Top 10 Tips: Getting into Management
Have you thought about where you’d like to see your career go in the next five years? A lot of people I work with tell me they want to be a manager in the future, but they’re not quite sure how to get there. If you have your sights set on getting into management, these things can help make the transition easier.
#1: Ask Yourself Why
First, do a gut check to make sure that management is really where you want to be. The workforce needs managers who want the job because they like working with people, believe they can make the company better, and care about their team. It’s a hard job and comes with a lot of challenges that non-managers don’t have to face. If you end up becoming a manager but not enjoying the job, it can be a pretty uncomfortable conversation to have with your boss.
#2: Volunteer for Assignments
There are two types of assignments that you should take on. First are the jobs that are not fun, but need to get done. Second are assignments that will stretch you out of your comfort zone or have high visibility. Try to volunteer for a balance between these opportunities. Once you have the job, be sure to take it seriously and follow through. If it’s a stretch assignment, be resourceful and don’t be afraid to ask for help if you get stuck. Taking on both kinds of projects will show leaders that you are reliable and not afraid of a challenge.
#3: Lead a Group
There’s no substitute for having the hands-on experience of influencing people. Look for opportunities to get experience leading others. It could be signing up to run the next committee at work, or volunteering to lead a group at a local non-profit. Hands-on experience will make it much easier to talk about your leadership skills during an interview.
Make the most of your development conversations with your manager. You are your own best advocate, and you shouldn’t wait for management to ask you. Have the conversation with your boss and tell them about your goals. Ask them what areas they’d like you to develop to get there. Being open to the constructive feedback you might receive is essential.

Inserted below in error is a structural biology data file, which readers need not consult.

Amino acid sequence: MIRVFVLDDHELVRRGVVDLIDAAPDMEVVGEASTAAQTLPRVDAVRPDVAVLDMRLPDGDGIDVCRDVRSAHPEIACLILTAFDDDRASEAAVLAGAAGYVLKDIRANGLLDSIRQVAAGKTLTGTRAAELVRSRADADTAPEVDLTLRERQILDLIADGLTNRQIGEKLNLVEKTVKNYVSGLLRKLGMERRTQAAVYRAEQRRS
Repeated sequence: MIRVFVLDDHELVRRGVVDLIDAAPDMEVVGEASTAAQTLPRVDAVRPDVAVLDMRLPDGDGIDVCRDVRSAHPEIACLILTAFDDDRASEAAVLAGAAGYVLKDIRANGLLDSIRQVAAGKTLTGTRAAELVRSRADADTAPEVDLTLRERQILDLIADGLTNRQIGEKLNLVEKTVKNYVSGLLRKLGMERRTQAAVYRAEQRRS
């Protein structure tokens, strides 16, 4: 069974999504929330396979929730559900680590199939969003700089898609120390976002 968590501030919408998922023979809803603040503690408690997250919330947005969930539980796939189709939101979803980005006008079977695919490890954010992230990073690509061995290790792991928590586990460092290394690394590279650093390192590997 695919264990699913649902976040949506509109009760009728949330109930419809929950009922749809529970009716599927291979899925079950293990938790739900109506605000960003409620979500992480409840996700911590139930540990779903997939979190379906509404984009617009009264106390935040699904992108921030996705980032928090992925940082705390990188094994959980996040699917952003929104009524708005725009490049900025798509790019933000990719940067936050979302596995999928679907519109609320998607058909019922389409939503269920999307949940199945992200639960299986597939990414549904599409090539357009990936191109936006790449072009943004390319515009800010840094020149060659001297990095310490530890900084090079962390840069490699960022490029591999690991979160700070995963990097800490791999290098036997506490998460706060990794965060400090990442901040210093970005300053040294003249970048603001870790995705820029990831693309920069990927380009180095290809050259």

#5: Find a Mentor
Look for a leader outside of your chain of command who can be a mentor. Make the most of the time you have by being prepared with topics and questions. If you build a good relationship, your mentor will be one of your strongest advocates with other leaders. Having an advocate during those closed-door leadership meetings will help accelerate getting into management
#6 Make Friends with HR
Talk to your HR team and see what resources and classes the company has to offer. HR is one of the first departments to know about job openings and can have a lot of influence on the hiring process. Get to know how the hiring process at your company works. Find out if there are rules about how long you need to stay in a position and how to apply internally.
#7: Be Kind
People don’t want to work for jerks. Remember to treat everyone with respect in the workplace and build strong relationships. Being able to disagree with someone and still have a respectful relationship is a skill that every leader should have. You don’t have to be friends with everyone, but keep it professional and stay away from the office gossip.
#8: Build Trust
Strong leaders are trustworthy and often spend more time listening to their team than talking. Start laying the groundwork and building a reputation of trustworthiness now. Ask curious questions and follow up. If you have trouble remembering details, write things down and set reminders to check in with people. Trust will go a long way in building strong relationships.
#9: Drink the Kool-Aid
Yep, I said it. If you’re not already, get on-board with the company mission, vision, and values. Leaders want to hire managers who believe in the company and will work to help the company succeed. If you’re struggling here, getting into management at that company may not be the best choice, and it might be time to start updating your resume.
#10: Prepare for the Interview
Remember to interview for the position you want, not the job that you have been doing. If you’re serious about getting into management, interview like a manager. Get familiar with the company is looking for in a leader and preparing stories showcasing your experience in that light. If you’re looking for help practicing your interview skills, I’d be happy to help.